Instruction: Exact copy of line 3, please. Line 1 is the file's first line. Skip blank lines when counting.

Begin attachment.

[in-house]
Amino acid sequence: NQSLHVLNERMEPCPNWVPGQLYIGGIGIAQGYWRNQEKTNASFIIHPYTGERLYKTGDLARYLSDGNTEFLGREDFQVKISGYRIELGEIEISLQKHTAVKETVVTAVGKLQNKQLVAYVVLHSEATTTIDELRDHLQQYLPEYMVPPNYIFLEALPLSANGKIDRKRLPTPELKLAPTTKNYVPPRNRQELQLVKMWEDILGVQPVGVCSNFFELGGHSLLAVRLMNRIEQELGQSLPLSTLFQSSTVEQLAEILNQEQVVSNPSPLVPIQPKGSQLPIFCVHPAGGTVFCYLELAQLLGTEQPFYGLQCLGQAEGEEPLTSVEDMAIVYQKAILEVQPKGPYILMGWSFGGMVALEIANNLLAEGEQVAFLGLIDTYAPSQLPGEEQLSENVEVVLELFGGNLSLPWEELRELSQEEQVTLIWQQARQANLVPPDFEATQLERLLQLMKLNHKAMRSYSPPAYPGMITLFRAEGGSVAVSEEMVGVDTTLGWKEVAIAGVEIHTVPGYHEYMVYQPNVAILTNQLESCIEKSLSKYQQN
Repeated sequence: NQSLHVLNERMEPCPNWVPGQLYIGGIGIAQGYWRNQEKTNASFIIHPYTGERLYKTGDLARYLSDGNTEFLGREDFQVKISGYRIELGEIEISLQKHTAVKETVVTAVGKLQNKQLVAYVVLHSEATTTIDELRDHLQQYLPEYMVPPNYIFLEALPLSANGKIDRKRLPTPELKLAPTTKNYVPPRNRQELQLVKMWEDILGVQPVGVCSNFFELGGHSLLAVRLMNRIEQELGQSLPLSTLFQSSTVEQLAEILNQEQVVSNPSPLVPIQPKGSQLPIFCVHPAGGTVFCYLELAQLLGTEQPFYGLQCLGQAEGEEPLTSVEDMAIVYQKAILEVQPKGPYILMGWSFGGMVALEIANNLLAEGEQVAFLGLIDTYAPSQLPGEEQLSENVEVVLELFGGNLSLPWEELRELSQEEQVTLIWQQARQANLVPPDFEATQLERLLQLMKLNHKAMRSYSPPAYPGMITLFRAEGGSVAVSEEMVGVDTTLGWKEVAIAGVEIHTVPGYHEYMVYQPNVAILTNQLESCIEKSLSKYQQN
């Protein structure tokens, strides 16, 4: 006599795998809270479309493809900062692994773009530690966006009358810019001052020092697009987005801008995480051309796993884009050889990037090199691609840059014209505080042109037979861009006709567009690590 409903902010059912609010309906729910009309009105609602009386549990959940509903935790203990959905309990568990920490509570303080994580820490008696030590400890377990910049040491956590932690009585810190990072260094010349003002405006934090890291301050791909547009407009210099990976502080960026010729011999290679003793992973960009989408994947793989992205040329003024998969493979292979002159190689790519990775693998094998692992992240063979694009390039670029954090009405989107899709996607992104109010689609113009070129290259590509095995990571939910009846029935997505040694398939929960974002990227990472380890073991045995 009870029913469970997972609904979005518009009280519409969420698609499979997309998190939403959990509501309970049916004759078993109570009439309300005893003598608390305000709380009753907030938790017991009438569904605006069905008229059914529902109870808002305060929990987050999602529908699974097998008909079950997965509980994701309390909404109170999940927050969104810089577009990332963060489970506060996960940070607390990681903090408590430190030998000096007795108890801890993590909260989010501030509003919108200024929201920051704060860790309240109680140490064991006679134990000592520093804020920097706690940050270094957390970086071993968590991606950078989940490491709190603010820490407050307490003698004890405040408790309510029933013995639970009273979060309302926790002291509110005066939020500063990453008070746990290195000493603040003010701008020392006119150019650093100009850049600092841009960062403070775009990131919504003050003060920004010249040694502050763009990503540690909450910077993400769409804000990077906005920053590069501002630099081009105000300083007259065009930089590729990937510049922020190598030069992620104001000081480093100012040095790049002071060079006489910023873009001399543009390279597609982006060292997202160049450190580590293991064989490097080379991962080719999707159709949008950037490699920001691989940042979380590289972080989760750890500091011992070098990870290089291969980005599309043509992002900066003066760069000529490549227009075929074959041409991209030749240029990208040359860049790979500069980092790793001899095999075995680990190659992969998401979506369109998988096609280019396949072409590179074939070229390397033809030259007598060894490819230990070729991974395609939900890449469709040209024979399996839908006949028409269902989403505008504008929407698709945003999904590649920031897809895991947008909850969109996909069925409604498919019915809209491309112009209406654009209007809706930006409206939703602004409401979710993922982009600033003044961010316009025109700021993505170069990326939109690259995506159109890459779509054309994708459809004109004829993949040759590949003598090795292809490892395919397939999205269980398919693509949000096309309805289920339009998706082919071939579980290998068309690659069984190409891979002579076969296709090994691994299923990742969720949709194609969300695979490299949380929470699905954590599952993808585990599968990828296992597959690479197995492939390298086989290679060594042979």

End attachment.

Repeated sequence: NQSLHVLNERMEPCPNWVPGQLYIGGIGIAQGYWRNQEKTNASFIIHPYTGERLYKTGDLARYLSDGNTEFLGREDFQVKISGYRIELGEIEISLQKHTAVKETVVTAVGKLQNKQLVAYVVLHSEATTTIDELRDHLQQYLPEYMVPPNYIFLEALPLSANGKIDRKRLPTPELKLAPTTKNYVPPRNRQELQLVKMWEDILGVQPVGVCSNFFELGGHSLLAVRLMNRIEQELGQSLPLSTLFQSSTVEQLAEILNQEQVVSNPSPLVPIQPKGSQLPIFCVHPAGGTVFCYLELAQLLGTEQPFYGLQCLGQAEGEEPLTSVEDMAIVYQKAILEVQPKGPYILMGWSFGGMVALEIANNLLAEGEQVAFLGLIDTYAPSQLPGEEQLSENVEVVLELFGGNLSLPWEELRELSQEEQVTLIWQQARQANLVPPDFEATQLERLLQLMKLNHKAMRSYSPPAYPGMITLFRAEGGSVAVSEEMVGVDTTLGWKEVAIAGVEIHTVPGYHEYMVYQPNVAILTNQLESCIEKSLSKYQQN